Fishbones and Post-It notes

It was time I actually wrote something useful. πŸ™‚

I thought talking about an easy way to do fishbone (cause & effect) diagrams might do the trick. I’ve used this technique many times and it works like a charm. No muss, no fuss. And more importantly, no fighting!

What you’ll need:
— a bunch o’ square Post-It notes (not the tiny kind you can barely write on)
— pens
— a giant, wall-sized white board (if you don’t have those, tape up butcher paper to a wall so you can write on it)
— Dry Erase markers (or regular magic markers if using paper)
— your project team πŸ™‚

Sequester your team in a conference room with the white board or wall o’ butcher paper. Write your output measure(s) on the white board to refresh everyone’s memory. Explain that you all are about to do some ‘silent brainstorming’. Pass a small hunk of Post-Its around to each team member and tell them to start brainstorming ANY input variable they can think of that might affect the outputs on the board. Reinforce the ‘brainstorming’ part and the ‘silent’ part. One idea per Post-It.


Let them scribble and think and scribble and think some more. Let them keep going until you hear practically no more scribbling. This part usually lasts around 5 minutes, maybe 10 if they are feeling extra creative.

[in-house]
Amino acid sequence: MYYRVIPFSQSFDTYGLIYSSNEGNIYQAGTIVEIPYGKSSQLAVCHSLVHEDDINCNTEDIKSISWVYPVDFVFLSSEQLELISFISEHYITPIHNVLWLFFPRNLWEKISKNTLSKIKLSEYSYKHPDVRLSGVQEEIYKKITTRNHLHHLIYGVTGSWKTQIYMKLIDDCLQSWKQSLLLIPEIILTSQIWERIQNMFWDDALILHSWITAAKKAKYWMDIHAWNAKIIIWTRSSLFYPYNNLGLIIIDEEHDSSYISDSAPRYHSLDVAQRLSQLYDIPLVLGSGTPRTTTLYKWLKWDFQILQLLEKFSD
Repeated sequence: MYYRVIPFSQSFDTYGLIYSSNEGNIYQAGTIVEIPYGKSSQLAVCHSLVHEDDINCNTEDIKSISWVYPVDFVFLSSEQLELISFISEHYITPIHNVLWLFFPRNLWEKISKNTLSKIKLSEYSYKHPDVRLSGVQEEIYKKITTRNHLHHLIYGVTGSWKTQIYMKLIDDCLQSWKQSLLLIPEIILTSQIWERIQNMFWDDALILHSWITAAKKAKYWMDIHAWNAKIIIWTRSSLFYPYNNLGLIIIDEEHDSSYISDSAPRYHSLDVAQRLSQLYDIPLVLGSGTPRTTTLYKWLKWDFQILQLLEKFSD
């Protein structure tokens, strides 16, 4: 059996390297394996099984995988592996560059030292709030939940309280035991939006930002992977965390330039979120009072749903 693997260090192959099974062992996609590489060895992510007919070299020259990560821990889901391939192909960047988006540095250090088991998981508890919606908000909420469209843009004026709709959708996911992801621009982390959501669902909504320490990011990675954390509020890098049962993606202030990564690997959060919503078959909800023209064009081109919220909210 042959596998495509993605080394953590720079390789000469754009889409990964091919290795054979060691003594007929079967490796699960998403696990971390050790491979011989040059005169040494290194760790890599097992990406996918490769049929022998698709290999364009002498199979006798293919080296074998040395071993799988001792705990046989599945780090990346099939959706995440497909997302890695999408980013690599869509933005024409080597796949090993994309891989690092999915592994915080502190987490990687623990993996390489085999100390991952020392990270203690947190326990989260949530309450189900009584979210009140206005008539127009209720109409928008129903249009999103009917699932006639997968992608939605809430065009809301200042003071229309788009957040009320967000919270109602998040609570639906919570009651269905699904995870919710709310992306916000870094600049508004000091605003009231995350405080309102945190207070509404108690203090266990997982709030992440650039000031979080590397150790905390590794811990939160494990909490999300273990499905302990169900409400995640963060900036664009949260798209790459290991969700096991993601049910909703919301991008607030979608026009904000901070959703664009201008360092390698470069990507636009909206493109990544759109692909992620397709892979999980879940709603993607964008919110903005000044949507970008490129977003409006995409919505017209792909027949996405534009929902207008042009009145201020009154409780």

Then have EVERYONE go stick their notes all over the white board. No particular order. Just stick ’em up there.

Now, if you have a small team, keep them all at the white board and have them start grouping like items together. If you have a large team, ask a couple of them to stay while the others sit down. I try to pick people who have been really quiet. This get them participating and involved.

As they group them, have them read the notes out loud. This stimulates discussion and more Post-Its might be thought of – or some of the Post-Its might be removed upon second thought. BUT, here’s a rule: only the author of a Post-It is allowed to remove it!

You might have to help them a bit here or there. The goal here is to start getting the ‘bones’ of your fishbone. You are aiming for 4-6 major ‘bones’ with as many ‘little bones’ as you’d like.

Once the groups/bones have started to take shape, take a dry erase marker and write the category (or bone) name above/below each group of notes. Connect the groups into bones and join it to the output measures! You have a fishbone!

The teams really love this exercise. It involves them all. The ‘silent’ portion of it allows them all a voice via the Post-It notes. And you have instant buy-in because the entire team helped create it.